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Thread: What about suffixes: -ен, -но, -на? What is this rule?

  1. #1
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    Question What about suffixes: -ен, -но, -на? What is this rule?

    Hello There!

    I want to know about suffixes -ен, -но, -на in adjectives. For exemple, I said, I don't remember where, this sentence: Я счастливый. And somebody corrected me to say: Я счастливен.
    Somebody said if I say Я счастливый is general.

    And why say Я счастливен??? colloquial?

    Ahh. They said to me -ен is for men and -на for women. Is that correct? How you call this?

    Thank you very much!

  2. #2
    Старший оракул
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    I said, I don't remember where, this sentence: Я счастливый. And somebody corrected me to say: Я счастливен.
    They could be right in that your phrase was not entirely correct -- depends on context -- but there is no such word as "счастливен". What they most probably meant was "Я счастлив".

    Счастливый and счастлив are adjectives, full and short form, respectively.
    You may want to read another thread on this topic: Краткая форма прилагательного

    They said to me -ен is for men and -на for women. Is that correct?
    It is partially correct. It does not apply to all short adjectives. Only to some.

  3. #3
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    According to "A Comprehensive Russian Grammar" by Terrance Wade, short form adjectives are used to describe temporary states.

    For example, "Он болен." ('He is (temporarily) sick.')

    The long form adjectives are use for more permanent descriptions.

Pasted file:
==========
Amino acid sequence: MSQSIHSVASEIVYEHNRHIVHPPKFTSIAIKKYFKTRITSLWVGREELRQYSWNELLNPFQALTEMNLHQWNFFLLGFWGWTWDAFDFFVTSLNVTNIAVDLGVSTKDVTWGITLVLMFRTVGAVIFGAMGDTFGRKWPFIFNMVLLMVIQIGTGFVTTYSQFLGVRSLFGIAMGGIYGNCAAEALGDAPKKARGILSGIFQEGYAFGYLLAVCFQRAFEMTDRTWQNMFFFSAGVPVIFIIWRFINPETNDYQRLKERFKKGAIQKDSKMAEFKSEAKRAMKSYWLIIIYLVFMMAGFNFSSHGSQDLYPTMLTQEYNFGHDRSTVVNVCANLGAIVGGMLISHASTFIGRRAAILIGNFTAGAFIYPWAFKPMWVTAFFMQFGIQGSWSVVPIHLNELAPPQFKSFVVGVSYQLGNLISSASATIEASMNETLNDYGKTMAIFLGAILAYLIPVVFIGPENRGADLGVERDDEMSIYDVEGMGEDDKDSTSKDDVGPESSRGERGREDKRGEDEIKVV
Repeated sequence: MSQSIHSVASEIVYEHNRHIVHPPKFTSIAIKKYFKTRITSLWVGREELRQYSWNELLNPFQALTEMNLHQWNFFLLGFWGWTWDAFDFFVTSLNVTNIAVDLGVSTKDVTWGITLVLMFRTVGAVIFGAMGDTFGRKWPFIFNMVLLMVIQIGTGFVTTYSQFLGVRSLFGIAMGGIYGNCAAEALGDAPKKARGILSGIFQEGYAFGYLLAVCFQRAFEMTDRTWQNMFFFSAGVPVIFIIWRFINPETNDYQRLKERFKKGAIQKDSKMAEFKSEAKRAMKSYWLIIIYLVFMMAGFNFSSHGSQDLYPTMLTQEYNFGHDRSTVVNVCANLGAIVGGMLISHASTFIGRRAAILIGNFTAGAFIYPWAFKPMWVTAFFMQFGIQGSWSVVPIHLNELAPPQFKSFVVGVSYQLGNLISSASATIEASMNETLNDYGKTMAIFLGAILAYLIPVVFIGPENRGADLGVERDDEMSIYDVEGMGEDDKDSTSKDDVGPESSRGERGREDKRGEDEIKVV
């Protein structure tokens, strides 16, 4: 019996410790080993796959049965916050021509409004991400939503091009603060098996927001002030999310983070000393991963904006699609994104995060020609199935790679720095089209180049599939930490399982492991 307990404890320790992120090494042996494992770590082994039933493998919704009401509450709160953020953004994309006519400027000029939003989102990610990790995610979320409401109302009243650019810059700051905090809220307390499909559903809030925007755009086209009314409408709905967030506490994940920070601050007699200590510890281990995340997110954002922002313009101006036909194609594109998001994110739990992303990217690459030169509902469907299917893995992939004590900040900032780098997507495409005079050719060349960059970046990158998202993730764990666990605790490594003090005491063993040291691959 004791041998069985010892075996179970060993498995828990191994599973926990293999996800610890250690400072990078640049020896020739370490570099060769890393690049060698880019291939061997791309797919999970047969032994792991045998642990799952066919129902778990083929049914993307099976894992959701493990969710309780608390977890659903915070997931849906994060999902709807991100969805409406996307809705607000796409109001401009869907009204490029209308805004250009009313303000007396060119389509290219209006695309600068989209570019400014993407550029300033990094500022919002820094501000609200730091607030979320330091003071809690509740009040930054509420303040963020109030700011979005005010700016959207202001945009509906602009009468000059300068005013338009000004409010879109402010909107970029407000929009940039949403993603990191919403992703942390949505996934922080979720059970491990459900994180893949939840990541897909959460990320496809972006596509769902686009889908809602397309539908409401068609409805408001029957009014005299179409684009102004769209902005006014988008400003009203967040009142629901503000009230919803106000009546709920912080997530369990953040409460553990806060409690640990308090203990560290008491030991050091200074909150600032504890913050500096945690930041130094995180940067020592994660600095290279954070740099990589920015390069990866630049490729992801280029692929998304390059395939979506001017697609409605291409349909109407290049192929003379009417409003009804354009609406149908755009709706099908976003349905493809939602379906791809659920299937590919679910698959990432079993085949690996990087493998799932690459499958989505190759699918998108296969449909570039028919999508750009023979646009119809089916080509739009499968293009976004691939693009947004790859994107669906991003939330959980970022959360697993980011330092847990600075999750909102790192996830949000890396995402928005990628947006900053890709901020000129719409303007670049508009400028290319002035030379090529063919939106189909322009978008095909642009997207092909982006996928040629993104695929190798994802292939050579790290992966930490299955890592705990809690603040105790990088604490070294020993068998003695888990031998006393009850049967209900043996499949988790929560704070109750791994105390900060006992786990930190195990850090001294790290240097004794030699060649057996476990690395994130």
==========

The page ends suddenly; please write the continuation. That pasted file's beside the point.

"Он больной." ('He is (chronically) sick.')

    With this and the context of your question, "счастлив" would be the correct from to use, because you are happy at a given moment (or for some specific reason), rather than happy all the time.

  4. #4
    Завсегдатай it-ogo's Avatar
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    Quote Originally Posted by krwright13 View Post
    According to "A Comprehensive Russian Grammar" by Terrance Wade, short form adjectives are used to describe temporary states.
    Well... This is right... but not exactly right. Grammatically in phrases like "A is B" in literary Russian, B can be either short form adjective or noun, but not full form adjective. When B looks like a full form adjective, in fact it is an adjectival noun.

    So "Он болен"="He is sick", "Он - больной"="He is a sick person" or "He is a patient"

    Often it has effect described as "short term VS permanent", but not always.
    "Россия для русских" - это неправильно. Остальные-то чем лучше?

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